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9 Statistical Challenges for Credit Unions

By Sam Brownell - August 20, 2018

By Sarah Snell Cooke, Cooke Consulting Solutions

Statistics can sometimes seem a nightmare for Credit Unions, but they don't always have to be

Some of the statistics listed should truly scare credit unions into making it easier to join their institutions, improving marketing strategies, enhancing onboarding and better retaining members. The percent of credit union members in the peak borrowing age range has dwindled significantly. Meanwhile, millennials seem to have poor or no credit history for the most part. And if they’re aren’t getting a good experience at your credit union, they know where they can because the vast majority of credit union members also have a relationship with a bank.

This all presents several statistical challenges for credit unions, and some numbers to make you go hmmm...

  1. In 2014 (The Credit Union National Association's (CUNA) last study found), 35% of credit union members were peak borrowers, which was down from 51% in 1989 but up a few points from 2012.
  2. Just 7% of credit union members are ages 18-24 versus 18% of the total U.S. population, CUNA’s study found.
  3. The average age of a credit union member is 47; the average age of all Americans is 37.8 years old, according to CUinsight.com.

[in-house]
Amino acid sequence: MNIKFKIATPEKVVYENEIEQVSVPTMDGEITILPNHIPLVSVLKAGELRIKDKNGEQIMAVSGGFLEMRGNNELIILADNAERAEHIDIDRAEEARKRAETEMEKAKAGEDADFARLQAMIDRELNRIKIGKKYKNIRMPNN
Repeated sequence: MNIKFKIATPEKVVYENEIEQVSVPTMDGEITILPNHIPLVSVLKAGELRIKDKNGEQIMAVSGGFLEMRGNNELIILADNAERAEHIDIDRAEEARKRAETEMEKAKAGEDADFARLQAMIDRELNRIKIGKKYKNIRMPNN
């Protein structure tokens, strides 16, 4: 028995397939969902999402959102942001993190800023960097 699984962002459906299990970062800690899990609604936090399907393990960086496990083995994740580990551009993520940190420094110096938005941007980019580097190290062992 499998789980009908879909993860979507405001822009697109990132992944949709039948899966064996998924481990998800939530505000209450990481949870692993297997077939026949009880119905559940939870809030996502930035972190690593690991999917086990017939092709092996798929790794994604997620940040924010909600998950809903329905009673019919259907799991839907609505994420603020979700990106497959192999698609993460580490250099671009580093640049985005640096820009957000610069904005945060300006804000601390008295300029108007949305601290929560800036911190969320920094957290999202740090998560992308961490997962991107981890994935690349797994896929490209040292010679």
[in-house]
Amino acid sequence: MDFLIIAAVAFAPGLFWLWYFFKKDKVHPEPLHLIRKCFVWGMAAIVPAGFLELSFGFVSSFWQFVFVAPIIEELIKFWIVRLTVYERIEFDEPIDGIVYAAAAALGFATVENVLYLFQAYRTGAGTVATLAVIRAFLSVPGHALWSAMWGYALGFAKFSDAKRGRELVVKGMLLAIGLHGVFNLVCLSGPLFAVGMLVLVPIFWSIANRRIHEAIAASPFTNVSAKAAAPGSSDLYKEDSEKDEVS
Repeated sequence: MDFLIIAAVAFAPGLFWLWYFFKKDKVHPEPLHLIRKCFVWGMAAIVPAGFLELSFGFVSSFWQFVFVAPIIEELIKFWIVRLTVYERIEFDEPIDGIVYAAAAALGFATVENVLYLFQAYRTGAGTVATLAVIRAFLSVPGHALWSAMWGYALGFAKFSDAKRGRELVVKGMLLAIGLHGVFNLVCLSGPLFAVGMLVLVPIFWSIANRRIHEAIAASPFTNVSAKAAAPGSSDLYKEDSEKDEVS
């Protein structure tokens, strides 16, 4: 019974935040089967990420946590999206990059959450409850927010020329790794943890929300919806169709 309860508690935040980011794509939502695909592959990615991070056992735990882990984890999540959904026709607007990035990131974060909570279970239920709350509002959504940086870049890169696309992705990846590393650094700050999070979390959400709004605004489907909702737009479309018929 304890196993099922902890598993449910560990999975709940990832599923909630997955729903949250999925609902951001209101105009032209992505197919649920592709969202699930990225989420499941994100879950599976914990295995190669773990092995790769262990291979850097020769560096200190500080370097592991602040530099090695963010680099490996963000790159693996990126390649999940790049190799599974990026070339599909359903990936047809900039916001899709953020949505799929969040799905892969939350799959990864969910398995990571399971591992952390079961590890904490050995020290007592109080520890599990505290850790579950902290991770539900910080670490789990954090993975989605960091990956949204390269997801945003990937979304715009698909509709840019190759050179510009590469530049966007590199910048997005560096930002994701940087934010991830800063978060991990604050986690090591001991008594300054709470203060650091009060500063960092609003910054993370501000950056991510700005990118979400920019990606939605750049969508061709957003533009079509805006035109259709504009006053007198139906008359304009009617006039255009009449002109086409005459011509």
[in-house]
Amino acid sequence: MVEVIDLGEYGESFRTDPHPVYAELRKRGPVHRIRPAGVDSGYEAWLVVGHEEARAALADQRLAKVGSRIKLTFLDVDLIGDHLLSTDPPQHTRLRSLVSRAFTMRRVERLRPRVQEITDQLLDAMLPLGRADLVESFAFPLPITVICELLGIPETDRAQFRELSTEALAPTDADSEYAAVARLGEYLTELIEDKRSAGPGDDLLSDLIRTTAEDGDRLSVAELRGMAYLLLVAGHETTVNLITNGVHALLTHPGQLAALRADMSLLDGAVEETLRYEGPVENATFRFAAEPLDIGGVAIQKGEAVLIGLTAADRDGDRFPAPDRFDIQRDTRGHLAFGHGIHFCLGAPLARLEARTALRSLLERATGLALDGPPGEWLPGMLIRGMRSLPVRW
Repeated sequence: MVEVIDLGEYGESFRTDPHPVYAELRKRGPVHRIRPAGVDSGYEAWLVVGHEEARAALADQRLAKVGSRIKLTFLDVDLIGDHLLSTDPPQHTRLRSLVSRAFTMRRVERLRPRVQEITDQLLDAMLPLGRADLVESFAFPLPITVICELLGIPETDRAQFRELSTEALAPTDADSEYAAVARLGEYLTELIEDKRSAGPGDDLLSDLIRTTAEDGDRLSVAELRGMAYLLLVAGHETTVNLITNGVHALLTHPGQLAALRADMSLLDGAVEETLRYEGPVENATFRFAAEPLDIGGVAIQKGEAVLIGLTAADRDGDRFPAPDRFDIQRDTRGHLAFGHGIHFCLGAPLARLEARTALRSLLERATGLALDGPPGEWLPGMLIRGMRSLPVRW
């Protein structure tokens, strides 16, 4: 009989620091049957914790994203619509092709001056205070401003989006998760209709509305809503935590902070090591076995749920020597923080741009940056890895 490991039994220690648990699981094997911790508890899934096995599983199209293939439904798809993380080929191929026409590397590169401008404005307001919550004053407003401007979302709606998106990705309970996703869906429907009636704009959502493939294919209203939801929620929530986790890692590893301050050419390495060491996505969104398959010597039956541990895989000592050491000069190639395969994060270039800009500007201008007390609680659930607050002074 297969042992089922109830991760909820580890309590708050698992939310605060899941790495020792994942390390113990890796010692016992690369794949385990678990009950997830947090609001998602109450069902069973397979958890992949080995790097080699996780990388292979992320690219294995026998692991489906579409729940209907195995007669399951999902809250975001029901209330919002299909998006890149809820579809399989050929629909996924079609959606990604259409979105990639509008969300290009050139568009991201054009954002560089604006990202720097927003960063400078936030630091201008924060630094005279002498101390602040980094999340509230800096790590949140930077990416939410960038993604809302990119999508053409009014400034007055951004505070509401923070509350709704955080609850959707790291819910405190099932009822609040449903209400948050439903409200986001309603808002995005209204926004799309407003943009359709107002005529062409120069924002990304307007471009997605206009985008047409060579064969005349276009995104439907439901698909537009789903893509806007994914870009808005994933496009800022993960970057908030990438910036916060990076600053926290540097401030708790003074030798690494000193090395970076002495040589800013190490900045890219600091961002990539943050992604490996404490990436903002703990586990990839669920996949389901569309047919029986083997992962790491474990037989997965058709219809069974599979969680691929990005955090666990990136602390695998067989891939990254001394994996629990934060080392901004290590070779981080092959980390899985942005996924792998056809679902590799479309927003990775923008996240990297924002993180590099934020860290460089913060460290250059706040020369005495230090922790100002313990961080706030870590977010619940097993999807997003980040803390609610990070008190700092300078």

4. 4 of 10 credit union members have college degrees, compared with 24% of nonmembers, CUNA reported.

JoinCU can help you add members easily online. Learn more here.

  1. 54% of members work full time versus 39% of nonmembers, CUNA’s report read.
  2. CUNA’s study found 76% of members are homeowners, compared with 52% of nonmembers.
  3. 86% of members also are bank customers; 65% of nonmembers use banks, according to CUNA.
  4. Credit union members have used their services an average of 16.2 years, according to CUNA.
  5. CUinsight.com posted that 1 in 6 millennials have saved $100,000, yet fewer than half of millennials have good enough credit to borrow. Lack of credit history is a problem for one-third of millennials, while those that are scorable most likely (two-thirds of them) have a nonprime credit score.

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